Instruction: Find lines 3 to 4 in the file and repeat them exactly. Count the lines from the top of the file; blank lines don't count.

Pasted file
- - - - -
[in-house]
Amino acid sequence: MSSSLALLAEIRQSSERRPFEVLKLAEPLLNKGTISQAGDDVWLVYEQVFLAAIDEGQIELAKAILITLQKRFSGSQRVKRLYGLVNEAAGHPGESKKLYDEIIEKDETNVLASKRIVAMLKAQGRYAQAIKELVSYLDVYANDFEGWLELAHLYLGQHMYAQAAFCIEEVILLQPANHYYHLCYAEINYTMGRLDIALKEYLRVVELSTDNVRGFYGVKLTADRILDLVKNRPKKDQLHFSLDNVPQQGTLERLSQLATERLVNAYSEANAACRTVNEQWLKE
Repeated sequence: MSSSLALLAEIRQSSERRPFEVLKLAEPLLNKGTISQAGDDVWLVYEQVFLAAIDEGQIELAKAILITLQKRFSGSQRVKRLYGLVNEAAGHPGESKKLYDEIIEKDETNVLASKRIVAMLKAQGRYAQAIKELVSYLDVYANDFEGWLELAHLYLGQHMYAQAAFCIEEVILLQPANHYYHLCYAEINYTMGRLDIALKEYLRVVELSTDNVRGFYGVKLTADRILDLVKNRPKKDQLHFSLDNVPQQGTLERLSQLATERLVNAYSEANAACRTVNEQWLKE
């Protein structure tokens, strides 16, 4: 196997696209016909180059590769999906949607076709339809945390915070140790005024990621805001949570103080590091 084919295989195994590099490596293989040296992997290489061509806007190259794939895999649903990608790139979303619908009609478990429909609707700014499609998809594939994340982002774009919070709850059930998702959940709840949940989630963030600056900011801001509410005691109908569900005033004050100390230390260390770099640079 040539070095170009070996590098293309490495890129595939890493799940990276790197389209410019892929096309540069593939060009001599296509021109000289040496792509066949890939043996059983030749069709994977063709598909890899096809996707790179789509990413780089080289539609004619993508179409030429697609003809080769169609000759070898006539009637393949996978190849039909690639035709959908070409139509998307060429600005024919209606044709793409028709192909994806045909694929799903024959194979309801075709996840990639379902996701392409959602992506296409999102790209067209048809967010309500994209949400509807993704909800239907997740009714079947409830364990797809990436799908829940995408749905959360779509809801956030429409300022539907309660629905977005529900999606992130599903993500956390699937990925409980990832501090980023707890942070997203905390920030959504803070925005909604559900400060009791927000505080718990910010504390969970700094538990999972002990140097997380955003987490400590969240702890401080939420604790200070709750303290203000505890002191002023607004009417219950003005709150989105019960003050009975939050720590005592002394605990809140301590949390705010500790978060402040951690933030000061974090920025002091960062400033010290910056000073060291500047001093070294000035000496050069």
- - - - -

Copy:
Repeated sequence: MSSSLALLAEIRQSSERRPFEVLKLAEPLLNKGTISQAGDDVWLVYEQVFLAAIDEGQIELAKAILITLQKRFSGSQRVKRLYGLVNEAAGHPGESKKLYDEIIEKDETNVLASKRIVAMLKAQGRYAQAIKELVSYLDVYANDFEGWLELAHLYLGQHMYAQAAFCIEEVILLQPANHYYHLCYAEINYTMGRLDIALKEYLRVVELSTDNVRGFYGVKLTADRILDLVKNRPKKDQLHFSLDNVPQQGTLERLSQLATERLVNAYSEANAACRTVNEQWLKE
């Protein structure tokens, strides 16, 4: 196997696209016909180059590769999906949607076709339809945390915070140790005024990621805001949570103080590091 084919295989195994590099490596293989040296992997290489061509806007190259794939895999649903990608790139979303619908009609478990429909609707700014499609998809594939994340982002774009919070709850059930998702959940709840949940989630963030600056900011801001509410005691109908569900005033004050100390230390260390770099640079 040539070095170009070996590098293309490495890129595939890493799940990276790197389209410019892929096309540069593939060009001599296509021109000289040496792509066949890939043996059983030749069709994977063709598909890899096809996707790179789509990413780089080289539609004619993508179409030429697609003809080769169609000759070898006539009637393949996978190849039909690639035709959908070409139509998307060429600005024919209606044709793409028709192909994806045909694929799903024959194979309801075709996840990639379902996701392409959602992506296409999102790209067209048809967010309500994209949400509807993704909800239907997740009714079947409830364990797809990436799908829940995408749905959360779509809801956030429409300022539907309660629905977005529900999606992130599903993500956390699937990925409980990832501090980023707890942070997203905390920030959504803070925005909604559900400060009791927000505080718990910010504390969970700094538990999972002990140097997380955003987490400590969240702890401080939420604790200070709750303290203000505890002191002023607004009417219950003005709150989105019960003050009975939050720590005592002394605990809140301590949390705010500790978060402040951690933030000061974090920025002091960062400033010290910056000073060291500047001093070294000035000496050069």